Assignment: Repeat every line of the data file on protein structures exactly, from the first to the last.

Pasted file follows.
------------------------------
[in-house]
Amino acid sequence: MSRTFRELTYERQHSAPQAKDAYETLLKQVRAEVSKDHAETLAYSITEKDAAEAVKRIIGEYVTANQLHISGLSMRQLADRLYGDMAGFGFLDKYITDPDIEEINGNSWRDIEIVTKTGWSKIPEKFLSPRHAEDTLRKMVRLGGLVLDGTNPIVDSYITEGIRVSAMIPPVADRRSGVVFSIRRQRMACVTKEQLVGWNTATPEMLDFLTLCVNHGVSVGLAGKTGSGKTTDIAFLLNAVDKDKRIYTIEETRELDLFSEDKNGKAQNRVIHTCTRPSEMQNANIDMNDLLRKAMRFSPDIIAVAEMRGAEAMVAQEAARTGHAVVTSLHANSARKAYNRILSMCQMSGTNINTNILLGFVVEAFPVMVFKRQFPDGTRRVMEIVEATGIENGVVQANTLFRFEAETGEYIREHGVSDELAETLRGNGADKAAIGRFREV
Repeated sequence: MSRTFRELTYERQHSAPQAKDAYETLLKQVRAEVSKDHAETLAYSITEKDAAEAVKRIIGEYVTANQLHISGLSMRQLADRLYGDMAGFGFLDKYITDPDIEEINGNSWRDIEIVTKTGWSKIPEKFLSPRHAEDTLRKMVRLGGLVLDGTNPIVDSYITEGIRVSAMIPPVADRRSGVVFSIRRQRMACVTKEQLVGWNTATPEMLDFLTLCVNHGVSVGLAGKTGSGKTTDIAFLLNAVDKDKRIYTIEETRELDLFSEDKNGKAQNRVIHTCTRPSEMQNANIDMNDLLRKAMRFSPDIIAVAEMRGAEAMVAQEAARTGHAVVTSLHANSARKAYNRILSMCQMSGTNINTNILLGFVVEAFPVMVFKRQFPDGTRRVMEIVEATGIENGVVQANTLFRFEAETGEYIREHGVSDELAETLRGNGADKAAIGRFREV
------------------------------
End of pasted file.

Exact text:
[in-house]
Amino acid sequence: MSRTFRELTYERQHSAPQAKDAYETLLKQVRAEVSKDHAETLAYSITEKDAAEAVKRIIGEYVTANQLHISGLSMRQLADRLYGDMAGFGFLDKYITDPDIEEINGNSWRDIEIVTKTGWSKIPEKFLSPRHAEDTLRKMVRLGGLVLDGTNPIVDSYITEGIRVSAMIPPVADRRSGVVFSIRRQRMACVTKEQLVGWNTATPEMLDFLTLCVNHGVSVGLAGKTGSGKTTDIAFLLNAVDKDKRIYTIEETRELDLFSEDKNGKAQNRVIHTCTRPSEMQNANIDMNDLLRKAMRFSPDIIAVAEMRGAEAMVAQEAARTGHAVVTSLHANSARKAYNRILSMCQMSGTNINTNILLGFVVEAFPVMVFKRQFPDGTRRVMEIVEATGIENGVVQANTLFRFEAETGEYIREHGVSDELAETLRGNGADKAAIGRFREV
Repeated sequence: MSRTFRELTYERQHSAPQAKDAYETLLKQVRAEVSKDHAETLAYSITEKDAAEAVKRIIGEYVTANQLHISGLSMRQLADRLYGDMAGFGFLDKYITDPDIEEINGNSWRDIEIVTKTGWSKIPEKFLSPRHAEDTLRKMVRLGGLVLDGTNPIVDSYITEGIRVSAMIPPVADRRSGVVFSIRRQRMACVTKEQLVGWNTATPEMLDFLTLCVNHGVSVGLAGKTGSGKTTDIAFLLNAVDKDKRIYTIEETRELDLFSEDKNGKAQNRVIHTCTRPSEMQNANIDMNDLLRKAMRFSPDIIAVAEMRGAEAMVAQEAARTGHAVVTSLHANSARKAYNRILSMCQMSGTNINTNILLGFVVEAFPVMVFKRQFPDGTRRVMEIVEATGIENGVVQANTLFRFEAETGEYIREHGVSDELAETLRGNGADKAAIGRFREV